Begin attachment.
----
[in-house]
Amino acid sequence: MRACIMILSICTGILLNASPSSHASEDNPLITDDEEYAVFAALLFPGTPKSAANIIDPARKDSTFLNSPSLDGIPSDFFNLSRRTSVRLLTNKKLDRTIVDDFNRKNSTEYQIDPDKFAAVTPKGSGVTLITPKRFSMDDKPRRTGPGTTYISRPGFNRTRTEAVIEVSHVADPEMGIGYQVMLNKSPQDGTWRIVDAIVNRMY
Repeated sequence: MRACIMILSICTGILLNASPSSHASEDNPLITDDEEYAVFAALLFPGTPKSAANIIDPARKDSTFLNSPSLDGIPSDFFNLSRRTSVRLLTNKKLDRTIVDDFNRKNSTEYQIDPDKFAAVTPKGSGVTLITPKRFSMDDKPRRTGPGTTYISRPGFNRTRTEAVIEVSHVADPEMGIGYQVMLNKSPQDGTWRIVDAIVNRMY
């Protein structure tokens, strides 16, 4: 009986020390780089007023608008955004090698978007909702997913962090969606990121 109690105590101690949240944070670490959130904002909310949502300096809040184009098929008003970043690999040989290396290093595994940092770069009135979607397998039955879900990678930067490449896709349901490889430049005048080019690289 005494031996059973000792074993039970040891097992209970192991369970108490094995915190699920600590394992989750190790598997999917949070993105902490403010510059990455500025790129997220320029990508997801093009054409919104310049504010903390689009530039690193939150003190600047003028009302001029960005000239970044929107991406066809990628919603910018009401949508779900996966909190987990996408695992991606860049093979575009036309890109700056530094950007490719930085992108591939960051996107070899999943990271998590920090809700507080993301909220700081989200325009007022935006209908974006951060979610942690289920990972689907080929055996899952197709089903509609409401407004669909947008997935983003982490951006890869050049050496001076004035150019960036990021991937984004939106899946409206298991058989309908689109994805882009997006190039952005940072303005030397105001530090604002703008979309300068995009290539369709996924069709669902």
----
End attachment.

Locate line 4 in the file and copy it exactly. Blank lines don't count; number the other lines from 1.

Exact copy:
């Protein structure tokens, strides 16, 4: 009986020390780089007023608008955004090698978007909702997913962090969606990121 109690105590101690949240944070670490959130904002909310949502300096809040184009098929008003970043690999040989290396290093595994940092770069009135979607397998039955879900990678930067490449896709349901490889430049005048080019690289 005494031996059973000792074993039970040891097992209970192991369970108490094995915190699920600590394992989750190790598997999917949070993105902490403010510059990455500025790129997220320029990508997801093009054409919104310049504010903390689009530039690193939150003190600047003028009302001029960005000239970044929107991406066809990628919603910018009401949508779900996966909190987990996408695992991606860049093979575009036309890109700056530094950007490719930085992108591939960051996107070899999943990271998590920090809700507080993301909220700081989200325009007022935006209908974006951060979610942690289920990972689907080929055996899952197709089903509609409401407004669909947008997935983003982490951006890869050049050496001076004035150019960036990021991937984004939106899946409206298991058989309908689109994805882009997006190039952005940072303005030397105001530090604002703008979309300068995009290539369709996924069709669902």